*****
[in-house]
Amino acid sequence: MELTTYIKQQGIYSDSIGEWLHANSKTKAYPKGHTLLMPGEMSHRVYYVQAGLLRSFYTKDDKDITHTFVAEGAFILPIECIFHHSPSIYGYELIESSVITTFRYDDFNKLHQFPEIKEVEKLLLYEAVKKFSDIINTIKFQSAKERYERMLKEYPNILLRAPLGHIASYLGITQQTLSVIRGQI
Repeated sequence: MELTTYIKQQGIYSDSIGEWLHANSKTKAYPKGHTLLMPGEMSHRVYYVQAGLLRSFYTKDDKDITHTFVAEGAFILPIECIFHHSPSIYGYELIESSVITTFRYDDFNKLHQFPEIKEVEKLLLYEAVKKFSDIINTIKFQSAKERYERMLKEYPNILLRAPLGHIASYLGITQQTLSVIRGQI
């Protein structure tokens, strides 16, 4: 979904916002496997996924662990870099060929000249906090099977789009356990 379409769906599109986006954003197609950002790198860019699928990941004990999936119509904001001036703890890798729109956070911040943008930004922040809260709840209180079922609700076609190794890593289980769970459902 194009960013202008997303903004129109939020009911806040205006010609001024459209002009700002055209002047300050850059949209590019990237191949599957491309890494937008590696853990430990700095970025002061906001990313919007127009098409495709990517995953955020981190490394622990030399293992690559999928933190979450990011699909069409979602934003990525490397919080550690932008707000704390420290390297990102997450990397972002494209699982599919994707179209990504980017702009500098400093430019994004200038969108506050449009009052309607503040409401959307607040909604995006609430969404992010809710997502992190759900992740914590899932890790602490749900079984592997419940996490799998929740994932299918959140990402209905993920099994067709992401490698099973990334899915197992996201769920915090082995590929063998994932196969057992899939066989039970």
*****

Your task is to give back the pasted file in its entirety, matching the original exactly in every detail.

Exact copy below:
[in-house]
Amino acid sequence: MELTTYIKQQGIYSDSIGEWLHANSKTKAYPKGHTLLMPGEMSHRVYYVQAGLLRSFYTKDDKDITHTFVAEGAFILPIECIFHHSPSIYGYELIESSVITTFRYDDFNKLHQFPEIKEVEKLLLYEAVKKFSDIINTIKFQSAKERYERMLKEYPNILLRAPLGHIASYLGITQQTLSVIRGQI
Repeated sequence: MELTTYIKQQGIYSDSIGEWLHANSKTKAYPKGHTLLMPGEMSHRVYYVQAGLLRSFYTKDDKDITHTFVAEGAFILPIECIFHHSPSIYGYELIESSVITTFRYDDFNKLHQFPEIKEVEKLLLYEAVKKFSDIINTIKFQSAKERYERMLKEYPNILLRAPLGHIASYLGITQQTLSVIRGQI
């Protein structure tokens, strides 16, 4: 979904916002496997996924662990870099060929000249906090099977789009356990 379409769906599109986006954003197609950002790198860019699928990941004990999936119509904001001036703890890798729109956070911040943008930004922040809260709840209180079922609700076609190794890593289980769970459902 194009960013202008997303903004129109939020009911806040205006010609001024459209002009700002055209002047300050850059949209590019990237191949599957491309890494937008590696853990430990700095970025002061906001990313919007127009098409495709990517995953955020981190490394622990030399293992690559999928933190979450990011699909069409979602934003990525490397919080550690932008707000704390420290390297990102997450990397972002494209699982599919994707179209990504980017702009500098400093430019994004200038969108506050449009009052309607503040409401959307607040909604995006609430969404992010809710997502992190759900992740914590899932890790602490749900079984592997419940996490799998929740994932299918959140990402209905993920099994067709992401490698099973990334899915197992996201769920915090082995590929063998994932196969057992899939066989039970």